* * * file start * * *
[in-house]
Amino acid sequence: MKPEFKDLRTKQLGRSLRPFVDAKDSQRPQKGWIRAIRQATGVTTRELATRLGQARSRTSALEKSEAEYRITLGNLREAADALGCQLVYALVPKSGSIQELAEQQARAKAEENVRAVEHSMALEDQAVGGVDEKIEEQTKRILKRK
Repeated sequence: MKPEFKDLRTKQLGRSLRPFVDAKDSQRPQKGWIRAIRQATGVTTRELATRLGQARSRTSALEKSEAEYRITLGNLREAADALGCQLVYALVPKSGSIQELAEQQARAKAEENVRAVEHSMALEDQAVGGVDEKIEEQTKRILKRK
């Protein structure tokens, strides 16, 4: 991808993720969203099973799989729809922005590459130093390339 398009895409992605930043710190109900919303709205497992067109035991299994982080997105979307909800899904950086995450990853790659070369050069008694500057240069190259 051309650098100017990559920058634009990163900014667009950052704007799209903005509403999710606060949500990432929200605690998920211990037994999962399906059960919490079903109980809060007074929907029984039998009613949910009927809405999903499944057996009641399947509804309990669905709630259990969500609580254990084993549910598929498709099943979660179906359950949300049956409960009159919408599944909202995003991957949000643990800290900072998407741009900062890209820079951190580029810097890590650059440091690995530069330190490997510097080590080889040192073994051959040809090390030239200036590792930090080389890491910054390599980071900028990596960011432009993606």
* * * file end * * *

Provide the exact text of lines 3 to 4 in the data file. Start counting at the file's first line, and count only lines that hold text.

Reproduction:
Repeated sequence: MKPEFKDLRTKQLGRSLRPFVDAKDSQRPQKGWIRAIRQATGVTTRELATRLGQARSRTSALEKSEAEYRITLGNLREAADALGCQLVYALVPKSGSIQELAEQQARAKAEENVRAVEHSMALEDQAVGGVDEKIEEQTKRILKRK
């Protein structure tokens, strides 16, 4: 991808993720969203099973799989729809922005590459130093390339 398009895409992605930043710190109900919303709205497992067109035991299994982080997105979307909800899904950086995450990853790659070369050069008694500057240069190259 051309650098100017990559920058634009990163900014667009950052704007799209903005509403999710606060949500990432929200605690998920211990037994999962399906059960919490079903109980809060007074929907029984039998009613949910009927809405999903499944057996009641399947509804309990669905709630259990969500609580254990084993549910598929498709099943979660179906359950949300049956409960009159919408599944909202995003991957949000643990800290900072998407741009900062890209820079951190580029810097890590650059440091690995530069330190490997510097080590080889040192073994051959040809090390030239200036590792930090080389890491910054390599980071900028990596960011432009993606």